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Last week, the Senate tried and failed to cut a deal to protect people who have coverage under DACA. That's the program for undocumented immigrants who were brought to the country as children. Now those immigrants are still in limbo. So are their employers and their communities. NPR's Joel Rose visited one town in Georgia that has been watching the immigration debate closely.
JOEL ROSE, BYLINE: Dalton calls itself the carpet capital of the world. It's a town in the Appalachian foothills where wall-to-wall carpeting was basically invented after World War II. Today, Dalton is ringed by big factories that make most of the carpets sold in the U.S., where hulking machines weave bright-colored yarns together.
AHMED SALAMA: We make rugs and the yarn for rugs.
ROSE: Ahmed Salama runs the U.S. branch of Oriental Weavers, an Egyptian company. Salama recently showed me around his factory in Dalton. He says it's hard to find the workers he needs to keep these machines running.
SALAMA: We are suffering very much from shortage of labor, skilled labor, here in Dalton.
ROSE: Business is booming in Dalton. The town has finally bounced back from the Great Recession when it suffered some of the worst job losses in the country. Now employers here have a different problem - too many open jobs and not enough applicants to fill them.
LAYTON ROBERTS: Two years ago, I'd wished I had this problem because you could have wallpapered our office with the resumes.
ROSE: Layton Roberts runs a staffing company near Dalton. And he's scrambling to fill hundreds of job openings. Roberts supports President Trump and thinks he's been good for business. Still, he's anxious about what Trump's immigration policies could mean for the local economy.
ROBERTS: What kind of impact, if those folks are going to be deported, what's that going to have on the labor force? And it's a legitimate question.
ROSE: Roberts is concerned about the future of DACA, or Deferred Action for Childhood Arrivals. DACA allows undocumented immigrants brought to the country as children to live and work here. It's now at the center of the immigration debate on Capitol Hill and in the courts. The Trump administration has moved to end the program, saying that Congress needs to come up with a replacement.
But employers in Dalton are worried that lawmakers won't be able to agree on a deal to do that. Rob Bradham is the president of the local Chamber of Commerce.
ROB BRADHAM: DACA has been a big issue for us just because they're valuable employees to our industries and we don't want to lose them.
ROSE: Bradham says as many as 4,000 DACA recipients live in the Dalton area. And that's not the only thing employers here are worried about. The Trump administration has also threatened to crack down on businesses that hire undocumented immigrants. That's bringing back memories in Dalton. In the 1990s, immigration authorities raided some of the biggest carpet mills in town.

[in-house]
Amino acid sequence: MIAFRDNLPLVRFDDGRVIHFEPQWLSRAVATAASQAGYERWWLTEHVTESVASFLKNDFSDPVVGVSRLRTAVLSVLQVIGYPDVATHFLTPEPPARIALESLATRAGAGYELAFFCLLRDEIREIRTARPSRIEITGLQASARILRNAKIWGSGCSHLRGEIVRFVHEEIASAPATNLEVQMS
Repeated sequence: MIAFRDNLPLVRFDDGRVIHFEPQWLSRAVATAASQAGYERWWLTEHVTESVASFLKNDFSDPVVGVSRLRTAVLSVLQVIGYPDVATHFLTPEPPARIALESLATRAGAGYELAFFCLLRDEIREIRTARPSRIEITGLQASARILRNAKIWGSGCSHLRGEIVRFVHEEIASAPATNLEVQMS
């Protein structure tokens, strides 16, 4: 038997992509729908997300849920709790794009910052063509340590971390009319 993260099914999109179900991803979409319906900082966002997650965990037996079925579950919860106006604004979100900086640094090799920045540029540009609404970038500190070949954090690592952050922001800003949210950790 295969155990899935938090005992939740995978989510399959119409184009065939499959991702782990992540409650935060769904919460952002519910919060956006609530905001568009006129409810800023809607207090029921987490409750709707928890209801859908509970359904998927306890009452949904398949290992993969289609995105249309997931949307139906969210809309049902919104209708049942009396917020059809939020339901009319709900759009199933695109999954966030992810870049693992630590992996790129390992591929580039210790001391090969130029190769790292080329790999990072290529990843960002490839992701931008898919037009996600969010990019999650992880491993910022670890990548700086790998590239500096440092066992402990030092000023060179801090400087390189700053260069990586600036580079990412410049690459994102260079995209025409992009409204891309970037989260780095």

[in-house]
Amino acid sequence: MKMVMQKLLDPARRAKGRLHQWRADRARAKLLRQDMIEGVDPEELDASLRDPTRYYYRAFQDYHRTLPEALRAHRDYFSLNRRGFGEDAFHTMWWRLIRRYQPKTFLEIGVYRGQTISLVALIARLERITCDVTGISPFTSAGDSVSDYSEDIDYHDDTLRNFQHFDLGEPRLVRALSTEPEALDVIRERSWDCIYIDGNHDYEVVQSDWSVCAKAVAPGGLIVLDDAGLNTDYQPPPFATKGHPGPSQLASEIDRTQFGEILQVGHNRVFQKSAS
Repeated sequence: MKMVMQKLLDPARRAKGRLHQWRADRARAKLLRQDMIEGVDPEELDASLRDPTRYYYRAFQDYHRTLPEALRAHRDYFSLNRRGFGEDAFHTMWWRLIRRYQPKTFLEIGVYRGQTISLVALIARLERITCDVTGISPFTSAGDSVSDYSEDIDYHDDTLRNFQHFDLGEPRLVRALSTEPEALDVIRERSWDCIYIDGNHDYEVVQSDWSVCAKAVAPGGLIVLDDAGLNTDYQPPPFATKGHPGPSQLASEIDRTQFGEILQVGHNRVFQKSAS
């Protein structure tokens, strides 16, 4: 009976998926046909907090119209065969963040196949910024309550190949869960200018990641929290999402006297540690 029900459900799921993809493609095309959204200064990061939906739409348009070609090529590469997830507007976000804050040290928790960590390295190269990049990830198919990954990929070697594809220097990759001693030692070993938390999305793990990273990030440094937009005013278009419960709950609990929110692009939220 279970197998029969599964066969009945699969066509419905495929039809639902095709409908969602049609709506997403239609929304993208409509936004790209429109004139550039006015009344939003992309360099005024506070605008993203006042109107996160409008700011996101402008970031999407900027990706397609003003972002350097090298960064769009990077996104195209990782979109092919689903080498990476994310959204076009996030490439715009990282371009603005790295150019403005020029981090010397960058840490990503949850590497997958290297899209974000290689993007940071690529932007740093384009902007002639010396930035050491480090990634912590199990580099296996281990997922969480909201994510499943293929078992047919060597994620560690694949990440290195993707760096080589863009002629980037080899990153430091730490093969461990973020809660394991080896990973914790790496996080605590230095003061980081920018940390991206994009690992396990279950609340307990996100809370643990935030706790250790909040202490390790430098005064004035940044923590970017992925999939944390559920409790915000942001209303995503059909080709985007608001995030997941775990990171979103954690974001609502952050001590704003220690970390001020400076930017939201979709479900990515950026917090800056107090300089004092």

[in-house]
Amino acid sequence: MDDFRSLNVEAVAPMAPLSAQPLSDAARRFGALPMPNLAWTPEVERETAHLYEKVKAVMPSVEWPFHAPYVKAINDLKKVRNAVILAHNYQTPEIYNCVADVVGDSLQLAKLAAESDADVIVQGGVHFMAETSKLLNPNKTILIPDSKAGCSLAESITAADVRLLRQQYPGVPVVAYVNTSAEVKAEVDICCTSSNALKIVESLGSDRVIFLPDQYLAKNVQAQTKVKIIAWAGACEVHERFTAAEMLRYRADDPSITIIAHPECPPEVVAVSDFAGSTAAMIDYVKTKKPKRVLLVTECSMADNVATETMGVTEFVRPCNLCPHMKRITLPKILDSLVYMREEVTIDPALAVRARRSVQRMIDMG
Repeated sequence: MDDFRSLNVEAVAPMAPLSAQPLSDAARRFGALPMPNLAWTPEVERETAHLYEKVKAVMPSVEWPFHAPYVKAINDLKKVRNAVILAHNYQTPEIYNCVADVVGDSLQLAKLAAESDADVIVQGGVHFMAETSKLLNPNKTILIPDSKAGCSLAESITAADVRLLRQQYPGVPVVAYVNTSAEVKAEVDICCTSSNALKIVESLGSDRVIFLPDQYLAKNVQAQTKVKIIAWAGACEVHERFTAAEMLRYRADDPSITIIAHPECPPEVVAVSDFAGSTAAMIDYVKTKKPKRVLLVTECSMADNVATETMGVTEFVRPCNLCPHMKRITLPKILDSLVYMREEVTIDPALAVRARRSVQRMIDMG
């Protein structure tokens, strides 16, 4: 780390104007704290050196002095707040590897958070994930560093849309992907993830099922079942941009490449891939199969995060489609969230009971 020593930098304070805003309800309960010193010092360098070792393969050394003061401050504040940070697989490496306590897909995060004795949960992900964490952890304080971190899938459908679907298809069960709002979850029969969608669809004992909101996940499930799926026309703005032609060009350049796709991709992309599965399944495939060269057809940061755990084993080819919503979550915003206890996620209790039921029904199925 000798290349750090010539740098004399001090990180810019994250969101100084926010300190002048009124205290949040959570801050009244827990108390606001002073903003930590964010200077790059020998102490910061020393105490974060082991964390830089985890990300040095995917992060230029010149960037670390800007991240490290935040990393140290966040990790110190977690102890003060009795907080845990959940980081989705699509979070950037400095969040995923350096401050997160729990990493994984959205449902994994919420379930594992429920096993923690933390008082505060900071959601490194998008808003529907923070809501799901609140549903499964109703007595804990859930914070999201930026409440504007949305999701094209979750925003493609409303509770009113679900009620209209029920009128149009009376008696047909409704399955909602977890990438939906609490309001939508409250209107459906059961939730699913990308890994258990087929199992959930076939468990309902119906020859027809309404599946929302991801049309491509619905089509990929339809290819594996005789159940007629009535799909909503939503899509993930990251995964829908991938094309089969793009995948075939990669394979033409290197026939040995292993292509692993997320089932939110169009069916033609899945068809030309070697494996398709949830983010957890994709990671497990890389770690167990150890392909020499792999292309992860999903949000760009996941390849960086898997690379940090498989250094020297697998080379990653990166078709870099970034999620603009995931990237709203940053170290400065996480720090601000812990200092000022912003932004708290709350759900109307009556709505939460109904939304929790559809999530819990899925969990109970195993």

Now Immigration and Customs Enforcement is talking about ramping up workplace raids again, as acting director Thomas Homan told NPR.
THOMAS HOMAN: This year, you're going to see a significant increase in worksite enforcement. We're going to hold employers responsible and take action on the employer. Plus we're going to arrest the illegal alien that's working at the site.
ROSE: In Georgia, this should not be a problem. The state passed a law a few years ago that requires big employers to use the federal E-Verify system. That online system reviews paperwork to ensure that workers have legal status. But immigration lawyers say in practice, the system is not foolproof.
JOE BALDWIN: There are some employers in this area that I know of that do hire a lot of illegal immigrants.
ROSE: Joe Baldwin is a local immigration attorney. He says he's gotten calls from nervous employers.
BALDWIN: They're saying, I can't afford to lose these employees that are really sort of running things here. You know, these guys have no criminal records, they've got families. They're really part of my family now. What can we do? Unfortunately, more times than not, the answer is there's no solution.
ROSE: Community leaders told me that only about 10 percent of immigrants in Dalton are here illegally and that most do have legal status. Some have lived in Dalton for decades, raised families and started businesses.
CESAR NUNO: This is Mariscos Puerto Vallarta. It's a family restaurant. And my family has been doing this for over 30 years.
ROSE: That's Cesar Nuno (ph). His family owns the restaurant where I met some local businessmen for ceviche and tacos. One of them, Francisco Paniagua, owns two car dealerships in the Dalton area. He told me there's fear and uncertainty hanging over a lot of families.
FRANCISCO PANIAGUA: A family that has someone with DACA, they don't know yet what's going to happen. They could buy houses, they could buy cars, whatever. But they are afraid. They are not spending money right now, I think.
ROSE: These community leaders say that's a problem for business and the region's economy. Joel Rose, NPR News, Dalton, Ga.
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